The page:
What are Muay Thai ropes?

Muay Thai ropes are actually called “Kard Chuek” in Muay Boran and are traditionally made from hemp.  They are wrapped around the hands, wrist and forearms not only to protect them from impact when blocking strikes but also to inflict damage on the opponent.

When the rope is wrapped tightly, the hand is compressed into a solid mass allowing you to hit as hard as you can without damaging your hand.

To inflict even more damage knots are tied into the rope and sit on the knuckles, the striking part of the fist.  These act like ‘knuckle dusters’ and targeted towards the soft body parts of opponent: the eyes, the soft part between the ribs and shoulder joint.

The hemp rope used is quite course, so when you drag your punches down across your opponent’s face, it’s likely to cut into the soft flesh causing soft tissue injury in addition to the damage caused by the impact of the punch itself. 

The is a special type of knot that’s used called Kon Hoi (meaning “bottom end of Sea Shells”).  This is a protruding knot that can be built up to really stick out from the knuckles.


In addition, a plaited line can be weaved into the wrap down the outside of the length of the forearm.  This is called a Khaeng Sing (meaning ‘Lion’s shin’).  It provides additional cushioning when blocking as well as providing an edge to inflict injury when performing forearm smashes into your opponent.

The wearing of a ropes on the hands, wrists and forearms seems to be just limited to Thailand and is not found in the surrounding countries.

What is Muay Boran?

Muay Boran means ‘ ancient boxing’ and is a umbrella term for all boxing styles in Thailand prior to the introduction of modern rules in the 1930s.

Prior to the 1930s, there used to exist a number of different kickboxing styles in Thailand.

These fighting styles were promoted as part of the funeral ceremonies of King Chulalongkorn’s son in early 20th Century.  Three fighters stood out and were rewarded by being tasked with promoting their fighting style.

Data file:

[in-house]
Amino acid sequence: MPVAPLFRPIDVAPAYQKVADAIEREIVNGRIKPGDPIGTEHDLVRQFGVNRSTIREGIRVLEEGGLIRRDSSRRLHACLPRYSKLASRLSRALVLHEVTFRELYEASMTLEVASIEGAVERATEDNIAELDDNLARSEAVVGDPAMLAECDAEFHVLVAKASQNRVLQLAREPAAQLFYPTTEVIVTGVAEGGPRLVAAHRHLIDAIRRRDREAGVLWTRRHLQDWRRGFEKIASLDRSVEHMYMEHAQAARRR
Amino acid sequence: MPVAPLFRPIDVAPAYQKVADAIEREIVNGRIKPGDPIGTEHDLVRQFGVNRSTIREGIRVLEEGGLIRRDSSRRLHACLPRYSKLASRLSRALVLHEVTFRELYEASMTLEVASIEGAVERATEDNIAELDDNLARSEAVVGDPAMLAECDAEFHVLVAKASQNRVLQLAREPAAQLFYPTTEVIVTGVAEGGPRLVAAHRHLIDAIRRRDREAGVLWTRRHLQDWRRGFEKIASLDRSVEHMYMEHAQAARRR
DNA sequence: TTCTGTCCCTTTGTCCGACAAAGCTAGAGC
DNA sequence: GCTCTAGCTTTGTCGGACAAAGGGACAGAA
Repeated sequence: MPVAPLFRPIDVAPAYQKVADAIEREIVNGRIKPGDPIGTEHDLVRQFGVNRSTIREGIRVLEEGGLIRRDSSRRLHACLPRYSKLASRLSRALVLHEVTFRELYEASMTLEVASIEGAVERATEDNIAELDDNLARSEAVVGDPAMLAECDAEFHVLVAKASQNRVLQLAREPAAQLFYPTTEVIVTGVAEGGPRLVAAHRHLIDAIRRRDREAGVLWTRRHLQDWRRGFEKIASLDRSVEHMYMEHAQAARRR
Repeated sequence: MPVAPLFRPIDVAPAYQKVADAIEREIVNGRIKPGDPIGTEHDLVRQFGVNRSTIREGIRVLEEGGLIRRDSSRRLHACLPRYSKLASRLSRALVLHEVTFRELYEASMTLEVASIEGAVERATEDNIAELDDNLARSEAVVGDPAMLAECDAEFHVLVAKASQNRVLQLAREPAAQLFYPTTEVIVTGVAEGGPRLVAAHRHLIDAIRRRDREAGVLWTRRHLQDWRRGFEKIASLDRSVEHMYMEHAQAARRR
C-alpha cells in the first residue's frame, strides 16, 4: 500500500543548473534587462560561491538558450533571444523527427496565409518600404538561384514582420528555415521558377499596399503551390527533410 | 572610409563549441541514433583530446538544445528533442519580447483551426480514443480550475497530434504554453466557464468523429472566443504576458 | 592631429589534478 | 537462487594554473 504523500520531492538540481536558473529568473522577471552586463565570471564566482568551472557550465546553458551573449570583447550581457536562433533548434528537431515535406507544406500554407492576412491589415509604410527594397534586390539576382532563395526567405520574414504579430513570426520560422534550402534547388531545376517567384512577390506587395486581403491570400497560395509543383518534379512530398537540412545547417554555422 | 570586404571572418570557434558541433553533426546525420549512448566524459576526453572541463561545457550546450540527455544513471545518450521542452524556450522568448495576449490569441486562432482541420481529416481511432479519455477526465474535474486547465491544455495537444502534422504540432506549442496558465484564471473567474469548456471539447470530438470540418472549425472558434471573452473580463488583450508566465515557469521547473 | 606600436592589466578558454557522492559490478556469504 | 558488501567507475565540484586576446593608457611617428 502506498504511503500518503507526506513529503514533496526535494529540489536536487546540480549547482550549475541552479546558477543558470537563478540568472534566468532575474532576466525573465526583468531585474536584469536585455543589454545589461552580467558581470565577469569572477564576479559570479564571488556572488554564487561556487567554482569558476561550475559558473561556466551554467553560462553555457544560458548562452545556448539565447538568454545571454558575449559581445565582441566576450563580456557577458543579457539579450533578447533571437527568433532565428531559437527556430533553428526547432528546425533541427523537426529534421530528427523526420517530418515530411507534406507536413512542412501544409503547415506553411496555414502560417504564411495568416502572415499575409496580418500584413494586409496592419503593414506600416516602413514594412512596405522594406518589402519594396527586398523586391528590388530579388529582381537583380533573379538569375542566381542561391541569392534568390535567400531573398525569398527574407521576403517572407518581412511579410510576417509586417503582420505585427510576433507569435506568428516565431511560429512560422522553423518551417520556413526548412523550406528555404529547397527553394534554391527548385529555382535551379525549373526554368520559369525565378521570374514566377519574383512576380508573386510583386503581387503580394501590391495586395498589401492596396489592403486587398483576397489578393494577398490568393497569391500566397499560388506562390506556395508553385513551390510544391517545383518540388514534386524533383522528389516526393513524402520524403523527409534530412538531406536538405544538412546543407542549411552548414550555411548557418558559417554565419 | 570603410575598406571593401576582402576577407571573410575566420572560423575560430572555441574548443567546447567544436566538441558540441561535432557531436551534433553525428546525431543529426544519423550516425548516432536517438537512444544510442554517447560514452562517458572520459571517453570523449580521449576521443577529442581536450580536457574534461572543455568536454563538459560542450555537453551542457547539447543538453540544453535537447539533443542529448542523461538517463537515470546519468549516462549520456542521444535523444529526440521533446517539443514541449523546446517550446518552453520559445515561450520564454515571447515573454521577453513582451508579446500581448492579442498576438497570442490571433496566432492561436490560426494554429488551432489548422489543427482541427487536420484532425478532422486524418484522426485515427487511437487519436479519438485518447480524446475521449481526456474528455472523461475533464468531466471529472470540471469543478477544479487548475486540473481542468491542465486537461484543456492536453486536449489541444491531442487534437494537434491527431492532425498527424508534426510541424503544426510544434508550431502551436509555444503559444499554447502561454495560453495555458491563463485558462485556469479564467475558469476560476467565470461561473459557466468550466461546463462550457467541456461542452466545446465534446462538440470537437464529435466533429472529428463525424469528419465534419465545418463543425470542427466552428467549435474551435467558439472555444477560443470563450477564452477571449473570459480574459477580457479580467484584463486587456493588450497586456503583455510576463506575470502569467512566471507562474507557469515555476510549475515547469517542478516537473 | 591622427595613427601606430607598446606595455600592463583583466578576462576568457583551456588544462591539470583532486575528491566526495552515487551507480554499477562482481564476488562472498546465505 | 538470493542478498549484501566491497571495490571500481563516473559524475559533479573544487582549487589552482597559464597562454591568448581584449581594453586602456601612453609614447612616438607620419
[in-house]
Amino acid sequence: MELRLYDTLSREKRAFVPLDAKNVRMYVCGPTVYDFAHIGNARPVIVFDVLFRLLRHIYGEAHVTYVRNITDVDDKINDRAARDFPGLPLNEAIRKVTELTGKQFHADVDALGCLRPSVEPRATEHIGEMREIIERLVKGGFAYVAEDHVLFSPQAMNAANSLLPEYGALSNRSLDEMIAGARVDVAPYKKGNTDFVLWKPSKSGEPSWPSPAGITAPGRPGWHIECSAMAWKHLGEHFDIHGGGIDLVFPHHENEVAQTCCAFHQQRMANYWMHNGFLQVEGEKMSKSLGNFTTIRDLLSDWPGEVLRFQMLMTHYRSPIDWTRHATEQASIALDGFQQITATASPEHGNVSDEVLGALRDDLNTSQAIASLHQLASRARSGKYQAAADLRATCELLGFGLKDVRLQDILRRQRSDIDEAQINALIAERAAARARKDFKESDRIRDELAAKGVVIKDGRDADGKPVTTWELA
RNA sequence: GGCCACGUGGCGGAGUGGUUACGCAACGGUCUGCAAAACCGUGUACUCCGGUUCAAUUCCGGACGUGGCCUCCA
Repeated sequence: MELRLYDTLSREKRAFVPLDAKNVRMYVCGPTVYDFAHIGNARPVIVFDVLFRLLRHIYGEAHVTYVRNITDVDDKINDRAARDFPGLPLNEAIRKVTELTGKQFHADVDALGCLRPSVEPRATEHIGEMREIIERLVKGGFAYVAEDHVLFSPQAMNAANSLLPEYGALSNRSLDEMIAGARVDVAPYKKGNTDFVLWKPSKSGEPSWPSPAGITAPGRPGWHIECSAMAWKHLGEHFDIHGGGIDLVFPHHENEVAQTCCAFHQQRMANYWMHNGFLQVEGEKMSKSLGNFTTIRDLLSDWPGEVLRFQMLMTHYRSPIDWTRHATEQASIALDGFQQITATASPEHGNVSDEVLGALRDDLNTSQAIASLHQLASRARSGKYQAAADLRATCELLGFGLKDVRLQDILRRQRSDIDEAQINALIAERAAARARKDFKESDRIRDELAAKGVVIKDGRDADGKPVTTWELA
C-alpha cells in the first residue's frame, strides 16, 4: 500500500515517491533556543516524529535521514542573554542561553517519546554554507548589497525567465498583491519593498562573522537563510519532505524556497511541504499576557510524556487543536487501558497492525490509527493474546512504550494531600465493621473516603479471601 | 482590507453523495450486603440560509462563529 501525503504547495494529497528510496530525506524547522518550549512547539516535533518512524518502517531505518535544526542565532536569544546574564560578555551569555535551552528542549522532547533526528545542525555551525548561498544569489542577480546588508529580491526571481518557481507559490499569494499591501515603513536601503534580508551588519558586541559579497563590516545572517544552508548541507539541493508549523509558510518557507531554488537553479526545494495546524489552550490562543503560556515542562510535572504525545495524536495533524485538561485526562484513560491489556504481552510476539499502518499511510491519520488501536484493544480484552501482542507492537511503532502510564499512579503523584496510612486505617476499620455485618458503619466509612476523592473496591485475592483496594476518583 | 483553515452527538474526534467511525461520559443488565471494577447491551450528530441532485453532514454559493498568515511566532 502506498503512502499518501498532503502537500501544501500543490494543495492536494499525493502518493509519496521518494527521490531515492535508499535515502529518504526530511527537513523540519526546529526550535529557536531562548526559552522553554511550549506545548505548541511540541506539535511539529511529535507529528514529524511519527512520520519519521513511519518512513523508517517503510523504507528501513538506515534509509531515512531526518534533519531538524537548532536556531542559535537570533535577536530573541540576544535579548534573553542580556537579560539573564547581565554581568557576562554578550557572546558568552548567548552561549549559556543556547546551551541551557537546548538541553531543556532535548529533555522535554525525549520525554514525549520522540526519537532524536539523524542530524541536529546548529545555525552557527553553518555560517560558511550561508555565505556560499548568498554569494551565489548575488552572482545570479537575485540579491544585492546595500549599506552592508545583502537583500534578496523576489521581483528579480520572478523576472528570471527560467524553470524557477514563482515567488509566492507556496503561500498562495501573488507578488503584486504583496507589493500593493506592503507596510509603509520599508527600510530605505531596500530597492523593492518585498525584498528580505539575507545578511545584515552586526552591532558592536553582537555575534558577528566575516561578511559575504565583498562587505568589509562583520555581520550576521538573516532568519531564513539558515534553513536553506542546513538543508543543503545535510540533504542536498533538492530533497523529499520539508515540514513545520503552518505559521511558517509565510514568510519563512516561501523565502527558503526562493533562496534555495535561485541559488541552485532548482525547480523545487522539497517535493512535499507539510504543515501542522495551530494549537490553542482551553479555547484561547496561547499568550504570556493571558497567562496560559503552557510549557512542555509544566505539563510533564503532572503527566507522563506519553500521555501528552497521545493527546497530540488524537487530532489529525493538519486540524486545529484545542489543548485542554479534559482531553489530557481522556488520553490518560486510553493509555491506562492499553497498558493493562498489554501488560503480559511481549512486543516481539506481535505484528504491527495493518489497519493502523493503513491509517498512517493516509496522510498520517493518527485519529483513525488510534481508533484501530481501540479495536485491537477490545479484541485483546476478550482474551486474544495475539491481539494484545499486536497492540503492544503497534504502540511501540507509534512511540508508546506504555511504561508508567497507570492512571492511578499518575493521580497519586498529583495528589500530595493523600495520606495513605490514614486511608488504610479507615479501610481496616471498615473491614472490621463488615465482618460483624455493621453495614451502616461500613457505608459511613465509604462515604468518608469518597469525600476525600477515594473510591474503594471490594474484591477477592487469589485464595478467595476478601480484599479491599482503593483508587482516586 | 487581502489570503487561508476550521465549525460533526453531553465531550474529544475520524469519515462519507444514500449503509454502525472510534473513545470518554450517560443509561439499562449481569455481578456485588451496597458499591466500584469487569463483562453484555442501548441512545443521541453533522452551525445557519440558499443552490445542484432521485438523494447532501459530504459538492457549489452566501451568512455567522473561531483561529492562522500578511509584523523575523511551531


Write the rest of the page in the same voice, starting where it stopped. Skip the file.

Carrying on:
They were:

  • Daeng Thaiprasoet from the Northeast region
  • Klueng Tosa-at from the Central region
  • Prong Chamnongthong from the Southern region

From their efforts, three different styles of muay were developed : Lopburi, Khorat, and Chaiya.  From these other styles were developed.

Fights originally took place in pits dug into the earth, and were brutal affairs often resulting in one of the fighters suffering a fatal injury.

In the 1930s, rules to govern how the fights were conducted were introduced.  This included timed rounds and a boxing ring.  Padded gloves were also introduced and replaced the ropes to try and reduce injury.  It was from this more regulated fighting style that Muay Thai was born.  

Kard Chuek wrapping styles

Each style of Muay Boran had its own way of rope tying for fighting.

Muay Korat comes from the Korat province in the North-East part of Thailand.  It focuses on hard, powerful kicks and punches and is one of the “harder” Muay Thai styles.

For this reason,  the ropes are wrapped up the forearms to help provide extra protection to block incoming strikes.

Muay Chaiya comes from the City of Chaiya in Southern Thailand.  It’s a balanced style involving both offensive and defensive techniques.  It includes throwing and grappling techniques not allowed in modern day Muay Thai.

In this style, the ropes are wrapped on the hands and just up to the the wrist.  This leaves the forearms free to strike.

Muay Lopburi is from Thailand’s Central province of the same the name.  This is a very aggressive style with fast close up punching techniques particularly effectively at short range and in the clinch.

The ropes are wrapped up to half way up the forearm.  Fighters will also wrap some ropes around the ankles.

Muay Thasao originates from North Thailand and is predominantly a kicking style.  It focuses on speed and incorporates quick stance changes, which provides a way to avoid low kicks.

The whole of the forearm is wrapped to provide protection when blocking kicks.

Modern Kard Chuek 

Fighting when the hands are wrapped in rope still exists in Thailand.

Today, these matches follow the rules of Muay Thai and the ropes don’t have the cutting knots tied into them.

This is actually Thailand equivalent of bare knuckle boxing.  However, it’s far more brutal because the ropes compress the fist into a club allowing you to hit as hard as you can without damaging your hand.

Here’s a modern day female Kard Chuek fight: